-- Update April 11, 2016 --
We received the dynastarter from the motor shop and after re-assembling the coupling, installed it back on the transmission.  Rich had rebuilt and painted the safety cover which was re-installed.  

Rich has been busy cleaning the rust out of the sliding plate carriers.  We removed all of the rusty and broken left side springs a month ago and need to have all spring pockets clean before truck change day.  This past week, Dennis joined the rust busters brigade.  Once all the rust was gone, we coated the spring pockets with Rust Mort to protect the metal.

We re-mounted the lifting rig to the newly-rebuilt resilient coupling and with the efforts of Denny and Bill, it went back on the engine crankshaft.  This was the last major job to be completed before truck installation.

-- Update April 29, 2016 --
After hours and hours of cleaning and painting, the underside of the #2 cooling unit was ready to have its piping re-installed.  In photo #1, the large pipe on the left is the heat exchanger water inlet line.  Photo #2 is the exchanger oil inlet line prior to installation and photo #3 is the same line bolted in place.  Photo #4 is of the inlet and outlet water lines to the hydraulic system heat exchanger that is mounted on the locomotive frame.  Photo #5 is of the turbo intercooler radiator collector lines and photo #6 is of these same lines bolted in place.  Photo #7 is of the exchanger oil outlet line that will attach to the transmission.  Photo #8 is of the engine radiator collector line after cleaning and painting and photo #9 is of the same line back where it belongs.  This completed work on the underside of the cooling unit.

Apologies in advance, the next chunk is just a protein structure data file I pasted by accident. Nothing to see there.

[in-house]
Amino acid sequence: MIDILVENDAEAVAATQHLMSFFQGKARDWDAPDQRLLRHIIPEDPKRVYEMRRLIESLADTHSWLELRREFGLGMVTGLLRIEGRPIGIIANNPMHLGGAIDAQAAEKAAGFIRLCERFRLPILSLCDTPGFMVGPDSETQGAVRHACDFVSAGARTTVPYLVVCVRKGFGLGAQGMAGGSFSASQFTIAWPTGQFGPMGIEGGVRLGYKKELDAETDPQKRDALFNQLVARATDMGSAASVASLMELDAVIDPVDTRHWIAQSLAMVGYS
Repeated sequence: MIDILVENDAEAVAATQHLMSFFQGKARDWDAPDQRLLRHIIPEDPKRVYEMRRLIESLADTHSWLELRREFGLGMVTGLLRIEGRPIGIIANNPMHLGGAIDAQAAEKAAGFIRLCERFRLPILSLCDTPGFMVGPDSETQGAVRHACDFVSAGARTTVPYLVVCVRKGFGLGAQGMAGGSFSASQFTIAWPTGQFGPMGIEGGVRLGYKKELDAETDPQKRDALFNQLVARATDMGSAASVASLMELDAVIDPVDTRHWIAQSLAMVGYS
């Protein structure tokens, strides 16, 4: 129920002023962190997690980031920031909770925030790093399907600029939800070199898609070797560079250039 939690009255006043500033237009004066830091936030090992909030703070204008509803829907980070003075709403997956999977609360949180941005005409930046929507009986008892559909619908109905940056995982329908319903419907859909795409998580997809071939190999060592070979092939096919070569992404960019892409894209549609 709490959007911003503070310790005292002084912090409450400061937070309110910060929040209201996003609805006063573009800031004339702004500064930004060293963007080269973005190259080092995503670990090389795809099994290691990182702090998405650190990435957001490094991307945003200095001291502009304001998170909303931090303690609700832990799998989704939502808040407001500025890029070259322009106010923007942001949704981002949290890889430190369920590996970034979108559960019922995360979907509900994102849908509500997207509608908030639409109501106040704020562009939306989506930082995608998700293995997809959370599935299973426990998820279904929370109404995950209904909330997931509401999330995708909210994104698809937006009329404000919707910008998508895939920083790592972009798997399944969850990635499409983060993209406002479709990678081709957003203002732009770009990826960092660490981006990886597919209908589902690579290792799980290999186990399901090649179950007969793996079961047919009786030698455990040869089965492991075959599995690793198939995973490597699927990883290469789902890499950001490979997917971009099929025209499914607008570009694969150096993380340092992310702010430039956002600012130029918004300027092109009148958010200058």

-- Update May 18, 2016 --
Very little work has been done on the number 2 Maybach but that changed on May 14th.  With Rob here from England, it was a great time to undertake some exploration.  We decided to open the crankcase and have a look.  The most important issue was the condition of the roller main bearings.  Getting access to the bearings (and crankshaft, connecting rods, etc.) is no easy task because even though there are access doors, they are only 6x8 inches and hidden behind the motor mounts.  We tipped the engine slightly with a hydraulic jack  and were able to remove one section of motor mount.  Rob then removed 4 of the doors to reveal - an unbelievably clean crankcase interior.  Sadly, I did not take a photo of the motor mount before its removal.  We and our Maybach advisers are satisfied that the lower end is good for startup.